BPD has a ‘contingency’ for protests over George Floyd’s death, city announces mental health effort for COVID-19
The Baltimore Police Department has a “contingency” for protests in Baltimore over the death of Minneapolis man George Floyd in police custody, and has been in touch with Maryland State Police, Police Commissioner Michael Harrison said.
University System of Maryland institutions will use a mixture of in-person and remote instruction during the fall semester, the school system announced on Friday.
Each of the organization’s 12 universities will announce their own plans for the fall semester within the next two weeks.
Gov. Larry Hogan today extended his order prohibiting utility companies from shutting off services for residents or charging them late fees through July 1.
The order stops electric, gas, water, sewage, phone, cable TV and internet service providers from shutting off services at residences or charging households a late fee for lack of payment.
While the Parkway Theatre remains closed, the Maryland Film Festival will screen many of its selections virtually from June 12-21, organizers announced Thursday.
Over those 10 days, 15 feature films and 150 short films that were previously picked for the festival will be screened online. Each feature film will have a live interactive event with the filmmaker.
At least 50,988 Marylanders have tested positive for COVID-19, while 233,530 have tested negative as of Friday morning, according to the Maryland Department of Health’s COVID-19 Case Map Dashboard.
When the coronavirus pandemic virus hit, Pearlstone’s business was booming. Sales from its Retreat Center were growing exponentially, as was its in-person experiential learning opportunities that focused on Living Judaism, like immersive holiday celebrations and Family Farm Camp.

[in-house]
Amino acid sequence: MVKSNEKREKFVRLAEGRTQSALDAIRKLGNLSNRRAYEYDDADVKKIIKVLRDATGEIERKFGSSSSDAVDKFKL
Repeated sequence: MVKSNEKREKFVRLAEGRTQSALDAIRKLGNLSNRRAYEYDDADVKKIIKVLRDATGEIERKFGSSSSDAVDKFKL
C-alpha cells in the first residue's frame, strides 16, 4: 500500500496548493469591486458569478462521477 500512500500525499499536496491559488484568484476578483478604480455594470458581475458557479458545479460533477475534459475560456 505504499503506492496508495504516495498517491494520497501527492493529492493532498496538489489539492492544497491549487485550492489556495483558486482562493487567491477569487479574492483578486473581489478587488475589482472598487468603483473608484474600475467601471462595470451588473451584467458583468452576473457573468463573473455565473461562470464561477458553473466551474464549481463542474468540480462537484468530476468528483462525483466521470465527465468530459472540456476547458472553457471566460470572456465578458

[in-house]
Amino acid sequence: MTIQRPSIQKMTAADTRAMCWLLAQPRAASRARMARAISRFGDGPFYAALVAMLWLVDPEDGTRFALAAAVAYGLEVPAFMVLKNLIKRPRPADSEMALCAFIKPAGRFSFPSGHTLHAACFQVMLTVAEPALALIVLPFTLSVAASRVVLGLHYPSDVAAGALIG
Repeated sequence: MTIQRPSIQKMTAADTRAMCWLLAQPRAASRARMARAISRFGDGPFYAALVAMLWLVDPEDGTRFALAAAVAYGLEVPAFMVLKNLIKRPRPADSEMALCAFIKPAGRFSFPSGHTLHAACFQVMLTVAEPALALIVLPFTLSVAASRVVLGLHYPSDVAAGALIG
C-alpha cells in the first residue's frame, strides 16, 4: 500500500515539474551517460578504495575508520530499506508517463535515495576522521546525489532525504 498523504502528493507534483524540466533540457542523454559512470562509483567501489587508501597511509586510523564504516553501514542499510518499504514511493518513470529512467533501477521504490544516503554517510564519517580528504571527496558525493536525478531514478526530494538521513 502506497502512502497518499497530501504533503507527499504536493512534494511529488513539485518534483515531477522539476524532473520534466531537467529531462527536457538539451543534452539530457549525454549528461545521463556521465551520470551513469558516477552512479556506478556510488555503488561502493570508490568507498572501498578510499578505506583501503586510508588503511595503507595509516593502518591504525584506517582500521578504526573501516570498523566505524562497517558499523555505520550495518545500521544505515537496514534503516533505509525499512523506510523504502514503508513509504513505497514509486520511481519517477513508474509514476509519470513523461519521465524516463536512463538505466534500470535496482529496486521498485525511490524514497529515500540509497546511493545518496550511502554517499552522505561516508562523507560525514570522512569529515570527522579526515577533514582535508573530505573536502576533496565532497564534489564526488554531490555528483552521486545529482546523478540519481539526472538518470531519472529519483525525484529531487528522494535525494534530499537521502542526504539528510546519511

Yet in March, things would suddenly change. The hospitality business was hit hard. So was programming. As the community stayed home and practiced social distancing, it was up to the imagination and innovation from Pearlstone’s professionals and volunteers, combined with the support of The Associated, that led to a reenvisioning of the organization’s work.
“We began to think about how we could sustain Pearlstone and be of service to the community until things began to return to normal,” said Jakir Manela, chief executive officer of Pearlstone. “And we asked ourselves, as people yearn for nature and connection, how can we do that with everyone’s health and safety in mind. We knew we had to pivot, adapt and reinvent.”
In keeping with Pearlstone’s core values of Living Judaism, Connectedness, and Loving Warmth, the agency began to rethink its role. Going beyond virtual experiences, which included adding new programs like “Let’s Get Cooking” and “Grow Your Own” (for budding gardeners), Pearlstone began to reimagine.
That led to an organizational commitment to build on the agency’s strengths. As a result, Pearlstone has created dynamic, new strategies for community impact during these difficult times.
“Although the crisis has hit Pearlstone like a tsunami, our ability to adapt, and our partnership with The Associated and its leaders are helping us through this crisis,” says Manela. “We are blessed to have our leaders.”
Mayor Bernard C. “Jack” Young today announced that restaurants with outdoor dining permits will be allowed to begin serving customers outside starting at 5 p.m. on Friday in accordance with new guidance from Gov. Larry Hogan.
Restaurants that do not have an outdoor dining permit can apply for a temporary permit online starting at 9 a.m. on Monday.